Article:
“No, it more than rankled me.  Combined with all the other crap that black players had to take, it made me furious.”

White told Joe Reichler of the Associated Press.  Reichler’s story hit newspapers, triggered threats of a black boycott of Cardinals owner Anheuser-Busch, and spurred an invitation to the event at the St. Petersburg Yacht Club; Elston Howard of the Yankees also received an invitation.  White refused.  “I hadn’t wanted to eat with those bigots anyway.  All I had really wanted, what all the black players wanted, was simply the opportunity to say no,” explained White.

For Yankee fans of certain ages, White is fondly remembered as an announcer on WPIX-TV, sparring verbally with Phil Rizzuto, who brought continuity from the Yankee glory years of the 1950s, further reinforced by Yankee icon Billy Martin managing the team.

Rizzuto’s non sequiturs about the best Italian restaurants in New Jersey and other personal items may have seemed goofy, or even annoying, had White not provided the slightly teasing manner necessary to let the viewers know that Phil’s personality ought to be embraced, not endured.  Frank Messer was the third broadcaster in the WPIX triumvirate, a “consummate professional” offering erudition, but not the same synchronicity with Rizzuto that White enjoyed.

“He genuinely liked Phil, and would play around with him on the air, but there was always a light tone of disapproval in it—and I think the listeners picked up on that,” wrote White.

When White took on the responsibility of the National League presidency, he confronted the Pete Rose gambling scandal in his first year.  White held the post from 1989 until 1994, when he resigned.  His hiring took place in the wake of a firestorm created by Al Campanis’s 1987 appearance on Nightline, when the Dodgers executive questioned whether black players “may not have some of the necessities to be a field manager or general manager.”  Further, Campanis opined that black players may not want a position in the front office after they retire from playing.  To some baseball insiders, it was a curious statement; Campanis roomed with Jackie Robinson during his playing days.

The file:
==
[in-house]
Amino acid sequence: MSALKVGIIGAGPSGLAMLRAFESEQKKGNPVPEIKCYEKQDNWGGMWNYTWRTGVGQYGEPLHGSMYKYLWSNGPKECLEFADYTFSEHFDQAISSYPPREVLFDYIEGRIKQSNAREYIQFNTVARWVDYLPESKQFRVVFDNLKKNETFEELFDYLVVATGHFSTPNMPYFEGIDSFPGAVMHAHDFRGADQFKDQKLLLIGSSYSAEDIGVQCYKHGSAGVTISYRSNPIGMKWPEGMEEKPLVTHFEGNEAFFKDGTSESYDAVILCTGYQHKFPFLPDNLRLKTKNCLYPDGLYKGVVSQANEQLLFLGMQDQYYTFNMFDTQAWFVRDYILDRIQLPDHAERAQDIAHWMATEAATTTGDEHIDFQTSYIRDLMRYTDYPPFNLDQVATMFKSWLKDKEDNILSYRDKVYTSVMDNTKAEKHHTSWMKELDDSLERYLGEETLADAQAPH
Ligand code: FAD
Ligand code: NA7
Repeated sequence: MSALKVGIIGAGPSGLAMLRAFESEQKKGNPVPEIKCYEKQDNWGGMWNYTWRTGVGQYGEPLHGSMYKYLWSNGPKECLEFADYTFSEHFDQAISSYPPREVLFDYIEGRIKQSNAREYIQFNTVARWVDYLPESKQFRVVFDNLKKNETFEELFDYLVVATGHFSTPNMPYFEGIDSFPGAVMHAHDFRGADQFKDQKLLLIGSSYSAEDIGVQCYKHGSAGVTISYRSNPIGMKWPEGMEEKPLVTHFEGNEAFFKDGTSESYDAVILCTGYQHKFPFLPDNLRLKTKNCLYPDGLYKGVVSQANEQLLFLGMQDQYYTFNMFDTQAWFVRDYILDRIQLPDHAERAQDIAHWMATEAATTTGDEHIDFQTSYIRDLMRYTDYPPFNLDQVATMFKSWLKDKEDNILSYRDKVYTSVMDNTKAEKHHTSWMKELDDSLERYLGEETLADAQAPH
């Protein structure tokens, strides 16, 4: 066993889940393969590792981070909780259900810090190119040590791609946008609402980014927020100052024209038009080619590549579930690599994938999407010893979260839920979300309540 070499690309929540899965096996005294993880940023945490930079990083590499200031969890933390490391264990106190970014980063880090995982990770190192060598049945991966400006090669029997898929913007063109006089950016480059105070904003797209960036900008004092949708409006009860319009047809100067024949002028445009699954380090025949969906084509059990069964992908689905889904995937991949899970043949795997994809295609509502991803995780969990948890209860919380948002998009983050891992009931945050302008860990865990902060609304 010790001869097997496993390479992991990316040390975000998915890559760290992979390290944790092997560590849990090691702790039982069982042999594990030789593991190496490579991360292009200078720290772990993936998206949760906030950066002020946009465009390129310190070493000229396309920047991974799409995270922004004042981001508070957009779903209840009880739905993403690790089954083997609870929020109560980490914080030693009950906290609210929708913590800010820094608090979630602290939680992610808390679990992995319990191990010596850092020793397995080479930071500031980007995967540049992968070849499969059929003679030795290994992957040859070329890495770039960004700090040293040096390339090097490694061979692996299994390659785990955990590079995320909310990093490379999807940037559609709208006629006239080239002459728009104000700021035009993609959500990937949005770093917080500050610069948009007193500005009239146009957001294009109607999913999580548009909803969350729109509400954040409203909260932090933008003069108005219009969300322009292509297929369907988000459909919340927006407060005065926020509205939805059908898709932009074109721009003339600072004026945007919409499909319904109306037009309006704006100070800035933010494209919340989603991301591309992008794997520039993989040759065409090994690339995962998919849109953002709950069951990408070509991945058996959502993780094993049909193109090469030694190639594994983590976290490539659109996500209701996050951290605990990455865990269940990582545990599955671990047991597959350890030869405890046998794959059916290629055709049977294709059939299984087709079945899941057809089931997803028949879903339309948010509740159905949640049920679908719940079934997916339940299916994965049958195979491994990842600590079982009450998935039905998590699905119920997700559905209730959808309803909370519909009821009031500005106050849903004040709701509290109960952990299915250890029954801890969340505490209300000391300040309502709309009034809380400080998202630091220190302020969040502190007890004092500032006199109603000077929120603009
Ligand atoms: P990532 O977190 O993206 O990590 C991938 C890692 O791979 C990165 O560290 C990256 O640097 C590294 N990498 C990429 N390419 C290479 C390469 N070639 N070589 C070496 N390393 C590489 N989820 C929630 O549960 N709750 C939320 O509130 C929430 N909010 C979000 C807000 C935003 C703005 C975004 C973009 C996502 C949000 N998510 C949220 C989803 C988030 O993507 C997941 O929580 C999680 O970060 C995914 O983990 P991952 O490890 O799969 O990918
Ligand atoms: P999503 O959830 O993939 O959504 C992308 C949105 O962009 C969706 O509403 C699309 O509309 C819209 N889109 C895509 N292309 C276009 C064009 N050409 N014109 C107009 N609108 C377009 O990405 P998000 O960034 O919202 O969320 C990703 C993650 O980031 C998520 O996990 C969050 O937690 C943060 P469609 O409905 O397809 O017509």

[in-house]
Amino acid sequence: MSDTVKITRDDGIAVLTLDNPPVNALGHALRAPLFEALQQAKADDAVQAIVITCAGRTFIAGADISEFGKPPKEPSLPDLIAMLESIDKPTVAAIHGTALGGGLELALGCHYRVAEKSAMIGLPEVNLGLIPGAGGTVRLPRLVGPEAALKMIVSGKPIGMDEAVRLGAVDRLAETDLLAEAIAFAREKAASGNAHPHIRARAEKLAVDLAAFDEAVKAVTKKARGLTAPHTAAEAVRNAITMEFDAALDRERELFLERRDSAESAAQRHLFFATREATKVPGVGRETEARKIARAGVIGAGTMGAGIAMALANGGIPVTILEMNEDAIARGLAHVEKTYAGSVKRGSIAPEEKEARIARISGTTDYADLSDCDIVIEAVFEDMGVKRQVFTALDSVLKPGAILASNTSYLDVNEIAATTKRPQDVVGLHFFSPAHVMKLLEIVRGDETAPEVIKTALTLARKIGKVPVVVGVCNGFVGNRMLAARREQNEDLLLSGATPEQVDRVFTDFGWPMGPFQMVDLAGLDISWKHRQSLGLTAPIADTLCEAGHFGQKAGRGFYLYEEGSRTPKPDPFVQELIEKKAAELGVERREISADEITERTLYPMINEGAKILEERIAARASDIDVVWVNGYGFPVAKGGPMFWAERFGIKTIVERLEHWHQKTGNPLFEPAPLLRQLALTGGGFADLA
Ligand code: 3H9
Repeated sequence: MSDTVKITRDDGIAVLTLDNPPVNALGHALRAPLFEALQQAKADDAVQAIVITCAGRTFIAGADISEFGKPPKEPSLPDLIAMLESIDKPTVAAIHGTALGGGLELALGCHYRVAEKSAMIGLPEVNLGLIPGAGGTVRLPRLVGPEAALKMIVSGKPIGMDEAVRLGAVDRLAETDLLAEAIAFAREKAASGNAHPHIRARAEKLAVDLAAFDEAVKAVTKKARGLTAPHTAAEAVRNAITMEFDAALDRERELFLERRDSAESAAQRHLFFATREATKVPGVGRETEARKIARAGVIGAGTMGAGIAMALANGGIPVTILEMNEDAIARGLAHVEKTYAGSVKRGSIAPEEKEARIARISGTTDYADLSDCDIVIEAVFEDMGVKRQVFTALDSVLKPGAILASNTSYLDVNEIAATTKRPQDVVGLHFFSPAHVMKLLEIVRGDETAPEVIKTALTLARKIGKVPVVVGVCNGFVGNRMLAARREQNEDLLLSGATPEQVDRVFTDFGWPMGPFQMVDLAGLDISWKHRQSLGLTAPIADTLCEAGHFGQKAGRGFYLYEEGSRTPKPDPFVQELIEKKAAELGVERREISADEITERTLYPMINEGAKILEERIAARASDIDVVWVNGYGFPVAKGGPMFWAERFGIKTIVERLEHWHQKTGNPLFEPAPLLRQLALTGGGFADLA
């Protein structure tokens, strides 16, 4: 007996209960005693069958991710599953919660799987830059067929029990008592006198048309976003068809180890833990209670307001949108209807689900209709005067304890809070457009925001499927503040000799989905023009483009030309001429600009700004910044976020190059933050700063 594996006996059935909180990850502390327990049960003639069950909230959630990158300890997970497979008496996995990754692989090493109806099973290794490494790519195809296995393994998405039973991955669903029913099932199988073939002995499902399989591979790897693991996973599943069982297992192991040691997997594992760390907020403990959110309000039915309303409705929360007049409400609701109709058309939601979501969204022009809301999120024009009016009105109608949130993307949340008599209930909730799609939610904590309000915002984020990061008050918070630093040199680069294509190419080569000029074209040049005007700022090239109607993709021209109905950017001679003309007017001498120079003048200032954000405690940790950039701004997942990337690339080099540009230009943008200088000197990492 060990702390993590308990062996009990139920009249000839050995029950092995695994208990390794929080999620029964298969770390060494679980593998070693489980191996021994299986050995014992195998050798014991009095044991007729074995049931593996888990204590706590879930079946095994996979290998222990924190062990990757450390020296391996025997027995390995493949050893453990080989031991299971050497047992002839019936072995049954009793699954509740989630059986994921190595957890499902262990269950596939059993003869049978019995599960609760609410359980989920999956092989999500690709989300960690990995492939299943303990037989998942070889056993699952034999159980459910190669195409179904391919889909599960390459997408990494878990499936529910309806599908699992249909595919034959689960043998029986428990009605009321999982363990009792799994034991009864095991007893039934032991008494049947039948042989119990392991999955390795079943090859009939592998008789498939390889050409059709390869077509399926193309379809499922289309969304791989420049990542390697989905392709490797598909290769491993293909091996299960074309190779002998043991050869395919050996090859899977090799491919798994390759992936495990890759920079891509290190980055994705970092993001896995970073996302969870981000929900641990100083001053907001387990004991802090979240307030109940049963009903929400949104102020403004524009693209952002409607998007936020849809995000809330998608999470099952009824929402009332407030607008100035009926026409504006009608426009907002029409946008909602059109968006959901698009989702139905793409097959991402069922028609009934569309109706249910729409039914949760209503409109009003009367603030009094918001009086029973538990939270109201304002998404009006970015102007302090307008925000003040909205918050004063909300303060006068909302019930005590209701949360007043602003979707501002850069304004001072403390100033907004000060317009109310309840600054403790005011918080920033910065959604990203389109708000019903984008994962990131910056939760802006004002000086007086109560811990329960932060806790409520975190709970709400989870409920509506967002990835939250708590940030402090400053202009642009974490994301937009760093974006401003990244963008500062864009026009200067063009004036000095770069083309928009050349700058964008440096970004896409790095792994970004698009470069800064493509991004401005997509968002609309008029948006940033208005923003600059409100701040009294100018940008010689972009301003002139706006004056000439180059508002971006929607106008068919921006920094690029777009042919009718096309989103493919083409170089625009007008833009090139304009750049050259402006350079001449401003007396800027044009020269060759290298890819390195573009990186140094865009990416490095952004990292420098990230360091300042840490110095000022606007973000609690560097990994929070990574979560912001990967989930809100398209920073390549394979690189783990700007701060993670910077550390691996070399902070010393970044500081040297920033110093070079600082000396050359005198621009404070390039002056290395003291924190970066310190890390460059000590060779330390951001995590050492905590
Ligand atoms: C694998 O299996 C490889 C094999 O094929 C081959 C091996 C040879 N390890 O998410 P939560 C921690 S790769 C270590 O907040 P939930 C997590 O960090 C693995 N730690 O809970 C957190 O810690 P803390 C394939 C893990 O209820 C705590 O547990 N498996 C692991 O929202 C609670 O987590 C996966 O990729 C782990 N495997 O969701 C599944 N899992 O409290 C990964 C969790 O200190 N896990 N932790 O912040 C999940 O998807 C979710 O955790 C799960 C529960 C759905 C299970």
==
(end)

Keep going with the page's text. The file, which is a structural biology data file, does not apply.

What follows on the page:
The incident ignited action; White became the first black National League president.  Dave Anderson of the New York Times wrote, “But no matter who the other candidates were, Bill White was as qualified as anyone else, and surely much more qualified than most.  If he happened to be the best black candidate at a time when baseball finally understood it needed a black executive, that is as historically important as it was 42 years ago when Jackie Robinson happened to be the best black candidate at a time when baseball finally understood it needed a black player.

“Of all of Bill White’s credentials, the most comforting is that he has been in baseball all his adult life.  He understands baseball and he understands its people.”

Among his many duties, White dealt with player suspensions, minority hiring, and National League expansion.

In his Foreword to Uppity, Willie Mays, a mentor of White, provided insight regarding White’s approach to baseball and life.  “But even as he got older, and his jobs changed, in some ways Bill was always the same as that young player in his first major league game way back in 1956,” wrote the Say Hey Kid.  “He was never loud or flashy about what he did, never thought that he was bigger than whatever team he was playing for or whatever job he had taken on.  He just went out every day and did his best—and he was never afraid to speak out for what he thought was right.”